By Hillel Aron
By Joseph Tsidulko
By Patrick Range McDonald
By David Futch
By Hillel Aron
By Dennis Romero
By Jill Stewart
By Dennis Romero
Weschler put it this way: "The ongoing problem in my career as a writer is the continuing existence of the role of your subjects. I wrest art out of the chaos of this material, give it a form and wholeness, and dammit, they keep on living! The ending I have right now for the Boggs book is perfect. In practice there may be a different ending. But that's the trouble with making art out of the human clay."
ABOUT TWO WEEKS AFTER I GOT BACK to Los Angeles, I spoke to David Wilson on the phone. He told me that the benefit for the Jurassic hadn't raised very much -- about $1,500 after various expenses (including a hefty $1,000 to cover Boggs' plane and hotel costs) had been defrayed -- and admitted that he had initially been reluctant to stage the event, partly because Ricky Jay had already raised $25,000 for the Jurassic, and partly because he didn't want the museum to become too identified with Weschler. ("Even though he wrote a book about us, we're very independent, we're not the same thing, obviously," he said.) Wilson conceded that some people at the Jurassic had been unhappy about the evening's finances but insisted that he was not one of them. "I have a great deal of respect for what Boggs has done," he told me, "and for the way he's persevered through all this and held on to the coattails of this crazy thing he happened to grab on to."
As for the money Boggs raised from his book signings, and which he had pledged to donate to the Jurassic, Wilson had yet to see it. "I just learned recently that he was going to donate that to us," Wilson told me. "Apparently he's said that he will, but we haven't heard and he hasn't told us."
Perhaps Boggs will give Wilson the money when he returns to L.A. for an exhibition in September. From September 14 to October 16, he will be renting the Frumkin-Duval gallery at Bergamot Station in Santa Monica at a cost of $10,000. The rent at Frumkin-Duval will be paid in Boggs bills of various denominations, and the bills themselves will be on display while he is there. (Boggs and Megan will be sleeping, John-and-Yoko-style, at the gallery.) Also shown will be the various items Boggs manages to purchase during his stay, along with the receipts, change, etc. If all goes as planned, by the end of his visit the gallery will be filled with a multitude of consumer goods testifying to the purchasing power of Boggs' own private currency.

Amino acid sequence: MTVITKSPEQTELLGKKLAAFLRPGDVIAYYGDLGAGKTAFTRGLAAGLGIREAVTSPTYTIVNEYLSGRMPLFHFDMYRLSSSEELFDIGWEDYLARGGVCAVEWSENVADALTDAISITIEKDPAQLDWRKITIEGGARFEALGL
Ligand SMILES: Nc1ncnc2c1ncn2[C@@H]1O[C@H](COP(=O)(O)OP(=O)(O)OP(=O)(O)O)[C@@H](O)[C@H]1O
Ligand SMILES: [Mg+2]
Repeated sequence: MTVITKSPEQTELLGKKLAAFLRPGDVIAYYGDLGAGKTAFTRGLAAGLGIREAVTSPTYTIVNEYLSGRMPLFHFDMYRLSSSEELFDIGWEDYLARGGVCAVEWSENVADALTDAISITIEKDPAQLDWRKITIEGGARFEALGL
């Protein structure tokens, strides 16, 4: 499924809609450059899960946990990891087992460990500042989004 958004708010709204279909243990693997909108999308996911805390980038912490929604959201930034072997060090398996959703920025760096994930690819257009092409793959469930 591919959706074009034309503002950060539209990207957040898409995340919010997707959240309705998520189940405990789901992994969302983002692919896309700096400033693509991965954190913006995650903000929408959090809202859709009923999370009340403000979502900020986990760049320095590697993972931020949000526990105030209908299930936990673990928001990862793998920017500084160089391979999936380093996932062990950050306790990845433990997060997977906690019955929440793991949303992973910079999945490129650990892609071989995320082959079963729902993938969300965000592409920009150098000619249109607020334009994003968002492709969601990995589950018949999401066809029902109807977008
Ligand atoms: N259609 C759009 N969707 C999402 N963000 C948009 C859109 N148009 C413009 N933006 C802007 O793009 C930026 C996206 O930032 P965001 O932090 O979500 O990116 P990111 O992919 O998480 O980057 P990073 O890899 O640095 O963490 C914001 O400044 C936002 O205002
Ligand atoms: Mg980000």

Boggs' primary reason for coming to Los Angeles, however, is, ostensibly, not an artistic one. If the Supreme Court doesn't hear his case (and Floyd Abrams doubts it will), Boggs thinks it will be open season on him as far as the Secret Service is concerned. There will be more harassment, more confiscation of property, and no trial. Which is where L.A. comes in. Judicially speaking, the 9th U.S. Circuit Court of Appeals is the most liberal in the country, and Boggs doubts that the Secret Service will want to confront him here. This seems slightly dubious, however, since all the Secret Service would have to do is wait for Boggs to return to Florida.
Boggs doesn't always add up. He dodges questions about his income, and the financial side of his work is conveniently shrouded in secrecy. Is there really a four-year waiting list of collectors eager to buy his art? Did someone in Switzerland really pay $420,000 for a Boggs transaction? Quite possibly, but because the Secret Service can legally seize his work anywhere in the United States, collectors are reluctant to go on record, and I was unable to find one independently who would speak with me. According to Boggs, Secret Service agents are among his most avid collectors, but, again, one has to take his word for it. Still, given that Boggs persuaded Thomas Raymond Hipschen, chief master engraver with the Bureau of Engraving and Printing and the man responsible for the portrait of Andrew Jackson on the new $20 bill, to do a portrait of him -- which Boggs will be putting on a set of $100,000 Boggs bills -- his word does carry some weight.
With Boggs' help, I finally got a chance to speak with a collector. On July 20 at around 8:30 in the evening, I received a call from a baby-voiced woman who would identify herself only as "Tiffany." She was calling, she said, on behalf of J.S.G. Boggs, to confirm that a transaction for $420,000 had taken place in Europe about a year ago. She claimed to own a gallery in Florida and to represent Boggs in the south-eastern United States.
"How long have you been collecting Boggs' work?" I asked.
"Can you tell me what the transaction in Europe consisted of?"
"So," she continued in her soft little voice, "I'm just making a courtesy call on behalf of J.S.G. Boggs to confirm that the transaction was made in Europe for $420,000."
"Well . . . thank you!" I said.
"Thank you!" she said. And we both hung up.